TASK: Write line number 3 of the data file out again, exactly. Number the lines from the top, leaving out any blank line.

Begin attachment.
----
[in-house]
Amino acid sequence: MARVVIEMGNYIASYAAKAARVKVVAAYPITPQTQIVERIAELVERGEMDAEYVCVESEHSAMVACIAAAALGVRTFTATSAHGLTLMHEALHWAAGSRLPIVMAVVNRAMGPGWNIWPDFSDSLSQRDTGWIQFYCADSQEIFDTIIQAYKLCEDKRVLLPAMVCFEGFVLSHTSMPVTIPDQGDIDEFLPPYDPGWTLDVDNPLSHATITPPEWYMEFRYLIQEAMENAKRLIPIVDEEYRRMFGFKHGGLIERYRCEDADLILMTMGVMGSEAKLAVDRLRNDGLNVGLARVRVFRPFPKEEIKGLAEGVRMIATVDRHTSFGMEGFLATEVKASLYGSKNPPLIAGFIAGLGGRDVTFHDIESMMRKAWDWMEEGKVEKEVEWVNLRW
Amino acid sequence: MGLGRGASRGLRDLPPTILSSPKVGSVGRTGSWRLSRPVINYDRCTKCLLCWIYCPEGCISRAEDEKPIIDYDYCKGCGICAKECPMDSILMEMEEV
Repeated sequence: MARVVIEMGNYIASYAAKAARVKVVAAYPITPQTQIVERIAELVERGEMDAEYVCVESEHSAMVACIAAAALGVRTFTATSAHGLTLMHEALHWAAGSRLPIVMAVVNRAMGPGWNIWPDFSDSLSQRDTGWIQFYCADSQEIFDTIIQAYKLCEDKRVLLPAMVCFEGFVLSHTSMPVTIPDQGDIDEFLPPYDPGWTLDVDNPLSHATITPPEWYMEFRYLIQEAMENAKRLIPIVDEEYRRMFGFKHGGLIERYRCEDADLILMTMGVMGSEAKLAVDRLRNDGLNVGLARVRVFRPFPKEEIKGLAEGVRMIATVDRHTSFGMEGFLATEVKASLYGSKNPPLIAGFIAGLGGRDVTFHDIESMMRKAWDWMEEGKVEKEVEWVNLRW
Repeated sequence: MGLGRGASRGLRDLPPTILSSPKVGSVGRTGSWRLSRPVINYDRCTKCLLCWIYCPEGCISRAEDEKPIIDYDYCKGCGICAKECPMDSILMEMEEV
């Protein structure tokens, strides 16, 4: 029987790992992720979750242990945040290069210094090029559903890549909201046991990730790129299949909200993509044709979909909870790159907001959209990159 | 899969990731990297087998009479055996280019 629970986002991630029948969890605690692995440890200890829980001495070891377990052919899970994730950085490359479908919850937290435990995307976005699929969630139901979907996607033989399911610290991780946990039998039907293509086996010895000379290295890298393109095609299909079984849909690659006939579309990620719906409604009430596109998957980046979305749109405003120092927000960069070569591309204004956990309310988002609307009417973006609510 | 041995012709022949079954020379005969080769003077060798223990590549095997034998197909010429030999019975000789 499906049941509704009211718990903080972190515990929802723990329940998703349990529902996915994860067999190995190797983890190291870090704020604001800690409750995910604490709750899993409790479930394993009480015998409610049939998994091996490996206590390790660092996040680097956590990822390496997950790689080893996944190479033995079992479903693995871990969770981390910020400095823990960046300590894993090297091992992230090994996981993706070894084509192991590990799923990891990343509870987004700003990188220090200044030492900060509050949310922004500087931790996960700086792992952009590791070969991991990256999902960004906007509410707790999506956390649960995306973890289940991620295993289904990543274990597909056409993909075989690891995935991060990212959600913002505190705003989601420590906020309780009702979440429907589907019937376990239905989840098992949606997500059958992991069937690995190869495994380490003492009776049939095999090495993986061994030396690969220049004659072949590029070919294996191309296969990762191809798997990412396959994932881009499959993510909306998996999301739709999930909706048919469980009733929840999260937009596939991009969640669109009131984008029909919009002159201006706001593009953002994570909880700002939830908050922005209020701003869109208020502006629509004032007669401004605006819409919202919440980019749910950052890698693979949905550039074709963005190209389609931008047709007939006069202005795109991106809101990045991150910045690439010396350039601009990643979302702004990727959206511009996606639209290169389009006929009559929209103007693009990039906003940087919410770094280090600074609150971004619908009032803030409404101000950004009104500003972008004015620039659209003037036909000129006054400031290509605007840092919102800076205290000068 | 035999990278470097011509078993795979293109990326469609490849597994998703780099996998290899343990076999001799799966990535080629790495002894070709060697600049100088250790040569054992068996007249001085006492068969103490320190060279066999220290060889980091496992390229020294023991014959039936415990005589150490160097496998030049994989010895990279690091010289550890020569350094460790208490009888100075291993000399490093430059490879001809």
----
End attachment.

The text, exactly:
Amino acid sequence: MGLGRGASRGLRDLPPTILSSPKVGSVGRTGSWRLSRPVINYDRCTKCLLCWIYCPEGCISRAEDEKPIIDYDYCKGCGICAKECPMDSILMEMEEV